[Date Prev][Date Next] [Thread Prev][Thread Next] [Date Index] [Thread Index]

Re: [PATCH dpkg 0/3] supporting seemless package renames (dpkg --configure --ignore-not-installed)

Hi all,

2010/4/9 Jonathan Nieder <jrnieder@gmail.com>:
> Guillem Jover wrote:
>> I've not checked but I'd
>> expect this would imply only few lines of code on the apt side, just
>> removing the just disappeared package from the to be configured queue.
> >From my reading of pkgDPkgPM::ProcessDpkgStatusLine, APT does not
> care much about statusfd.  It is treated as just some information
> about progress to pass to the end-user.

APT only processes the line to add progress information and to translate
the status changes so it doesn't need to be translated in every frontfrontend
again. If both would be done in dpkg we (as in APT and Co. ) frontbackends
could simply pass it through to someone who has real interest in it.

> Currently, this map does not affect APT’s order of operations.
> Instead, the list of operations is planned in advance and followed
> rigidly, regardless of the situation in the field.

If i would have something to say i would push the complete planing in which
order packages need to be configured to dpkg which i tried with my
no-triggers options and succeeded to some extend:
The only problem is that packages doesn't run awaited triggers of their pre-
dependencies on unpack while configure does it for dependencies (#526774).
With a few options enabled APT does only unpack all the stuff and
configure -a at the end -- with the exception of the bug (?) above and
packages it applies immediate configuration on, but these could be also
configure -a calls instead of an explicit naming of the packages…
(still the progress reporting need to be solved which is the sole reason
the options aren't per default on already as they work otherwise and
even avoid some problems…)

My personal dream is it that APT would call dpkg with a list of packages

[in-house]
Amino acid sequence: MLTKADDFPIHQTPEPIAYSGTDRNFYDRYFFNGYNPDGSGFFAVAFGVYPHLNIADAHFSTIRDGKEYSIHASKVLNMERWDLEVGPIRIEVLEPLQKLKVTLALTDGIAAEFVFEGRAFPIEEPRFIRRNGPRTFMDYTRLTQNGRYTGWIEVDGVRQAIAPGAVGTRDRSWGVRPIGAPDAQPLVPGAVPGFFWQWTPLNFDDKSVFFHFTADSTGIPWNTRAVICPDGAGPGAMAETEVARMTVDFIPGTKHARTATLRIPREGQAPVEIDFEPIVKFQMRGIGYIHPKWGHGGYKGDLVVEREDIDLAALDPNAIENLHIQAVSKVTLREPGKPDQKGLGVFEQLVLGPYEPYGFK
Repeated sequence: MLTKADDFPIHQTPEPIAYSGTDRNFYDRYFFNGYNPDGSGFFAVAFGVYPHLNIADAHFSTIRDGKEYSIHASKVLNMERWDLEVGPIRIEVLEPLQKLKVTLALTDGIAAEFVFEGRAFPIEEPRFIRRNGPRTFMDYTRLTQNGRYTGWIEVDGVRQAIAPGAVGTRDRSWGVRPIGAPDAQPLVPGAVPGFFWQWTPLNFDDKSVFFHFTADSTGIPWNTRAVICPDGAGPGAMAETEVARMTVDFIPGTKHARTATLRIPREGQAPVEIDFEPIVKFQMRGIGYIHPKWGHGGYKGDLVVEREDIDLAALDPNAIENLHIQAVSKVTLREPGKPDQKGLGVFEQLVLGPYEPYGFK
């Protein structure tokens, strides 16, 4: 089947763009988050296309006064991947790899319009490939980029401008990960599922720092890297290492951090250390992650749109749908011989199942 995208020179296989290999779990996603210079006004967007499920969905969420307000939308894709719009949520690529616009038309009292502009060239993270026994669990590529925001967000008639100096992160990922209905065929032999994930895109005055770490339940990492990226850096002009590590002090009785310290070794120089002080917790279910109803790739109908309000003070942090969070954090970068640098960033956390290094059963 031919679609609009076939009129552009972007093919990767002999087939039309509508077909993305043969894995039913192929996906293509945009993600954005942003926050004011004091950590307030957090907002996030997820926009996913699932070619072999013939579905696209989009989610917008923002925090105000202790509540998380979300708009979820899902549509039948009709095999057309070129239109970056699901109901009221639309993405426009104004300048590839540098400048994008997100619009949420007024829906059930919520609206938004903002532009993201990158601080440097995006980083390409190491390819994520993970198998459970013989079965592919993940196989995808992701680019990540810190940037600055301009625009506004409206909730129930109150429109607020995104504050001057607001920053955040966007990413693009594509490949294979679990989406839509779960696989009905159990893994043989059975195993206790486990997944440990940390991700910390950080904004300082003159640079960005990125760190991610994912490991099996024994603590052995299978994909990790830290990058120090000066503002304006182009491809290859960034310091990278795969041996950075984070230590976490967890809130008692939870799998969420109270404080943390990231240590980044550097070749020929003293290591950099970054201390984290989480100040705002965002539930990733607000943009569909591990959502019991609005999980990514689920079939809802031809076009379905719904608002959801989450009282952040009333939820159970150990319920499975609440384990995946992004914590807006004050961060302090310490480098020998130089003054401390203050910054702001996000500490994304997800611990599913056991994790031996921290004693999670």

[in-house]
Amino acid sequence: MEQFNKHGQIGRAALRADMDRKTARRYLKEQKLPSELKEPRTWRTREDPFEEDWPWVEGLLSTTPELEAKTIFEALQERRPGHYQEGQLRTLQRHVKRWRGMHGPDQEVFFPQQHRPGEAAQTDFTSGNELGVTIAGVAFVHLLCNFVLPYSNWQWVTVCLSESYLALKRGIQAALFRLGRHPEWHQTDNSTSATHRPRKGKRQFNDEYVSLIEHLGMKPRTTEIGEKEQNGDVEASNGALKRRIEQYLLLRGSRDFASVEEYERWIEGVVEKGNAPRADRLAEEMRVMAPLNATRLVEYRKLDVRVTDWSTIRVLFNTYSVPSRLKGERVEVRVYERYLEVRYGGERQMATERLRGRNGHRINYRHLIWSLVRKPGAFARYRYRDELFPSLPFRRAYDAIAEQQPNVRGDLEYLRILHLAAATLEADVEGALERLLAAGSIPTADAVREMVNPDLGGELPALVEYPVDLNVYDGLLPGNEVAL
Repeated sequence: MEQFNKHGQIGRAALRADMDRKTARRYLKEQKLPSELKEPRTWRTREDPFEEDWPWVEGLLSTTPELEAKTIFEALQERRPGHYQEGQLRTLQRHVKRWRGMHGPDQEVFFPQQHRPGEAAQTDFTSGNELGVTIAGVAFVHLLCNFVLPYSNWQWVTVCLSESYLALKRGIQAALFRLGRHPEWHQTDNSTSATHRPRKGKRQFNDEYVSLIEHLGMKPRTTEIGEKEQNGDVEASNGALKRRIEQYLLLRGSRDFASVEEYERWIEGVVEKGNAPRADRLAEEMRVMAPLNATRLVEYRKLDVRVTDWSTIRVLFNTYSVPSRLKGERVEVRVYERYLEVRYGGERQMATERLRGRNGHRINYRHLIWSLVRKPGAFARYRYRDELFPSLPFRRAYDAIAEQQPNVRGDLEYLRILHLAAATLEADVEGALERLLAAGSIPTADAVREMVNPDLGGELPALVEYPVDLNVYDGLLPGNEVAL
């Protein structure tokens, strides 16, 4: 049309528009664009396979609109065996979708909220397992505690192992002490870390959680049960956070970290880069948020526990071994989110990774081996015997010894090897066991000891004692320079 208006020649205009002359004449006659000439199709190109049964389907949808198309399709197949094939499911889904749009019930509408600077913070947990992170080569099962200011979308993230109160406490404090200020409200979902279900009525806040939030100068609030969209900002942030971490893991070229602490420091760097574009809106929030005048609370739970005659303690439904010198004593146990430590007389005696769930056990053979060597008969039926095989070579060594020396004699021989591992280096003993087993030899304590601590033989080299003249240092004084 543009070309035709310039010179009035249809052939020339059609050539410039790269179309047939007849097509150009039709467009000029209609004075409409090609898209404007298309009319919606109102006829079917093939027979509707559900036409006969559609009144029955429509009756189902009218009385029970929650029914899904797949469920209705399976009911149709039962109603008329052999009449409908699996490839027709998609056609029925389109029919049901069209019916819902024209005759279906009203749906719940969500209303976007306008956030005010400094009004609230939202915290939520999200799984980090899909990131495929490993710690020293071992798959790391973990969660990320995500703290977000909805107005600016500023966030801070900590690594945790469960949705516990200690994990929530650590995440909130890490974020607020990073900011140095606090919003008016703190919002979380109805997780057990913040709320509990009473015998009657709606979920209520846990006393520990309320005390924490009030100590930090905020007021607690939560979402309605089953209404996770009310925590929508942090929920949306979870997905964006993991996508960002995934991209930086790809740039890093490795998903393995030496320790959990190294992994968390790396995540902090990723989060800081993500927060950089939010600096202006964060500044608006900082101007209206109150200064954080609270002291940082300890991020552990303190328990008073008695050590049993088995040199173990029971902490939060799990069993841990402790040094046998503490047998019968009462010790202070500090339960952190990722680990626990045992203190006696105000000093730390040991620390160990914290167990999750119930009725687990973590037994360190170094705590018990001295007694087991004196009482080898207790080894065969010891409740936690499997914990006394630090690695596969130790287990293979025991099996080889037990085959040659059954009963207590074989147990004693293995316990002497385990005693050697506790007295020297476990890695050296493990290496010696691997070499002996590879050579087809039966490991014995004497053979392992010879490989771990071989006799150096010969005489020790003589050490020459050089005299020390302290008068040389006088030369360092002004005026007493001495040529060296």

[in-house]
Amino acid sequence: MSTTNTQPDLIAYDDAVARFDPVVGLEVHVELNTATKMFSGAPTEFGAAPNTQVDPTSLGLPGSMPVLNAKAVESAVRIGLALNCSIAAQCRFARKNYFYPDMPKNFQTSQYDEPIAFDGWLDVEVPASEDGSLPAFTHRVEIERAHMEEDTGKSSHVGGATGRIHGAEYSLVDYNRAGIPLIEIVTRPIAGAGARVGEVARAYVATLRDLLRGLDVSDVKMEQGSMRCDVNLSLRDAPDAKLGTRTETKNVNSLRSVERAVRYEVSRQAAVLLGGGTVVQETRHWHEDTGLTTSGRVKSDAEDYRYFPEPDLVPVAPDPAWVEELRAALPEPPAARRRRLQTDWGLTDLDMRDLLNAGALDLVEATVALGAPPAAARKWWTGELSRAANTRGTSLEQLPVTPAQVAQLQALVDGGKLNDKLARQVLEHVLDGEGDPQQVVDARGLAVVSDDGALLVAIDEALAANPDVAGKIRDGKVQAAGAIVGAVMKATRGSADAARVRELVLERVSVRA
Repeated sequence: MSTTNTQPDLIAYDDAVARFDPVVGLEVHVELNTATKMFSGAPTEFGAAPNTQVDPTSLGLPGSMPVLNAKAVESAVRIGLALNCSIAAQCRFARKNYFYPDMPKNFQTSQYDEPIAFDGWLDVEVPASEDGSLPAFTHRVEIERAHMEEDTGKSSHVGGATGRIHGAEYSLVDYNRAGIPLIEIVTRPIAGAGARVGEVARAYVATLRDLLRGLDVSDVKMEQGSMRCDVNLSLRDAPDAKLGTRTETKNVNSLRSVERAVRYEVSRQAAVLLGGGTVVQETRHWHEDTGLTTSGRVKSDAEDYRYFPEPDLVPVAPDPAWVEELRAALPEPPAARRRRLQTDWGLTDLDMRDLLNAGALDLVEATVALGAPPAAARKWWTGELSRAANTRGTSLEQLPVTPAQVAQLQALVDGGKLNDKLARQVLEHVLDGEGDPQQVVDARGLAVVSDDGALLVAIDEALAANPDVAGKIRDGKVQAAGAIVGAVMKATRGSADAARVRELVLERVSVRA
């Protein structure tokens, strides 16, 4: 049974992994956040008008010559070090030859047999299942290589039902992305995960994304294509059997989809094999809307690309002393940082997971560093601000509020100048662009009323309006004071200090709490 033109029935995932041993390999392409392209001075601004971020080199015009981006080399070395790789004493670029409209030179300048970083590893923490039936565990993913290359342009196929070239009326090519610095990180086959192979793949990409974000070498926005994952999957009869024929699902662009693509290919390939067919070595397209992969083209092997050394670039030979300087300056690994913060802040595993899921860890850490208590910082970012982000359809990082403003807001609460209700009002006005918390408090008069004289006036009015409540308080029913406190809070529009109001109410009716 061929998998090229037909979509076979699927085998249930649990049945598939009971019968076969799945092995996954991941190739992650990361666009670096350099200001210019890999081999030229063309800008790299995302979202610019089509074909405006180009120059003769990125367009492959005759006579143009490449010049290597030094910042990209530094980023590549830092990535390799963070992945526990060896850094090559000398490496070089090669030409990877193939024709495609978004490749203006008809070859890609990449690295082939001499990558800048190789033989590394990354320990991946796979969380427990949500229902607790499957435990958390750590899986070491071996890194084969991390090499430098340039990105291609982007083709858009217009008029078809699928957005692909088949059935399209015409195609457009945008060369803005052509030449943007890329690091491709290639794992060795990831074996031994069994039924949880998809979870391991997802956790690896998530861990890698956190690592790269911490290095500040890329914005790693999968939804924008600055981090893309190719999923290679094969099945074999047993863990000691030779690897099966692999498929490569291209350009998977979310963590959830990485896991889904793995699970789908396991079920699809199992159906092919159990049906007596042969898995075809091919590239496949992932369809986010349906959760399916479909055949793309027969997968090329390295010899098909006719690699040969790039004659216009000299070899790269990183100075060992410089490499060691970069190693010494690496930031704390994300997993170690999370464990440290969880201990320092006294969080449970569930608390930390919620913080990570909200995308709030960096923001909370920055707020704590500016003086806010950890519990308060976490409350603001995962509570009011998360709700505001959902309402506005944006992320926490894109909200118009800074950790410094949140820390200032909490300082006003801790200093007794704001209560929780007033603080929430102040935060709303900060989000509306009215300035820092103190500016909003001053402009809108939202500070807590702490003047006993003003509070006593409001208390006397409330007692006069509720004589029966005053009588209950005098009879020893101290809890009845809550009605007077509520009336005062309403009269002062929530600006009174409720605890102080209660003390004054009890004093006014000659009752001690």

the user want to see installed and/or removed/purged and dpkg would
figure out an order in which the packages need to be unpacked/configured or
removed as it has some informations handy which APT simply has not:
The disappearing is one simple thing, but it can also provide better progress
information as it knows which triggers are still awaiting and it even could
break circular dependencies as it knows which packages have maintainer
scripts which is again knowledge you can't easily transport to APT.

> A high-level package manager that collaborates with the user to deal
> appropriately with problems as they come might be a lovely thing.
> apt-get uses a simpler approach: to fix problems, you run it again.

APT has a Dpkg::StopOnError option which defaults to true and in the false
case simply proceeds with the next action as nothing had happened before,
but if something failed in a maintainer script or dpkg
APT can't do much to help the user anyway:
The user needs to deal with the error as the program who knows best how
to deal with the error (= the maintainer script or dpkg) has already given up.
If they can't solve the problem, how APT could do it…
Oh, and in a stable environment this shouldn't happen *knocks on wood*. :)

The only countermeasure APT takes is to apply immediate configuration for
essential and important packages (=unpack it and immediately configure them
before starting to do work on unrelated optional packages).

> The idea of the proposed patch is to allow front-ends to make the same
> assumption.

Only fair, but Guillem is right, APT already uses enough --force flags…
It should be possible to dequeue the configure call based on the status-fd
(i will give it a try now) through it feels a bit wrong and
remembers me of my dream from above. ;)

Best regards / Mit freundlichen Grüßen,

David Kalnischkies

Reply to: